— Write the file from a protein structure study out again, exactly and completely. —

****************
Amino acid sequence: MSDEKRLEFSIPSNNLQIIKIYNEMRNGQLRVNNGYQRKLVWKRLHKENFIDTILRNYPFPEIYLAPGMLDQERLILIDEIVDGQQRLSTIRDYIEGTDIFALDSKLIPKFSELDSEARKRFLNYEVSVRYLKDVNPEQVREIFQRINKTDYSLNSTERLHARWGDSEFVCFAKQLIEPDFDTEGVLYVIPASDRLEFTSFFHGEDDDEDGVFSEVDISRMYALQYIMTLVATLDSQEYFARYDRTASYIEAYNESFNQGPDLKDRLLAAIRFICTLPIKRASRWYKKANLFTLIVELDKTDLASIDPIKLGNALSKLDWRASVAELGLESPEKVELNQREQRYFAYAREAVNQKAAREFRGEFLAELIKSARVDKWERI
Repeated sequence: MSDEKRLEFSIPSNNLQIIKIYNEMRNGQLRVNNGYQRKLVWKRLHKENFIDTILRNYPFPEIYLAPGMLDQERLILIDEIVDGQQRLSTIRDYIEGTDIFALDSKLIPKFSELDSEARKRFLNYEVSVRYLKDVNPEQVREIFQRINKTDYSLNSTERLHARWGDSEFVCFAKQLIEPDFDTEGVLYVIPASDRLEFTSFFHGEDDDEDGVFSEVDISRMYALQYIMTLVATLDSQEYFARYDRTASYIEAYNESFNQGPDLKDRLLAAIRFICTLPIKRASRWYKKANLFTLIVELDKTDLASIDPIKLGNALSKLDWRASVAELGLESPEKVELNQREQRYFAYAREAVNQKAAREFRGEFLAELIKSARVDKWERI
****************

Amino acid sequence: MSDEKRLEFSIPSNNLQIIKIYNEMRNGQLRVNNGYQRKLVWKRLHKENFIDTILRNYPFPEIYLAPGMLDQERLILIDEIVDGQQRLSTIRDYIEGTDIFALDSKLIPKFSELDSEARKRFLNYEVSVRYLKDVNPEQVREIFQRINKTDYSLNSTERLHARWGDSEFVCFAKQLIEPDFDTEGVLYVIPASDRLEFTSFFHGEDDDEDGVFSEVDISRMYALQYIMTLVATLDSQEYFARYDRTASYIEAYNESFNQGPDLKDRLLAAIRFICTLPIKRASRWYKKANLFTLIVELDKTDLASIDPIKLGNALSKLDWRASVAELGLESPEKVELNQREQRYFAYAREAVNQKAAREFRGEFLAELIKSARVDKWERI
Repeated sequence: MSDEKRLEFSIPSNNLQIIKIYNEMRNGQLRVNNGYQRKLVWKRLHKENFIDTILRNYPFPEIYLAPGMLDQERLILIDEIVDGQQRLSTIRDYIEGTDIFALDSKLIPKFSELDSEARKRFLNYEVSVRYLKDVNPEQVREIFQRINKTDYSLNSTERLHARWGDSEFVCFAKQLIEPDFDTEGVLYVIPASDRLEFTSFFHGEDDDEDGVFSEVDISRMYALQYIMTLVATLDSQEYFARYDRTASYIEAYNESFNQGPDLKDRLLAAIRFICTLPIKRASRWYKKANLFTLIVELDKTDLASIDPIKLGNALSKLDWRASVAELGLESPEKVELNQREQRYFAYAREAVNQKAAREFRGEFLAELIKSARVDKWERI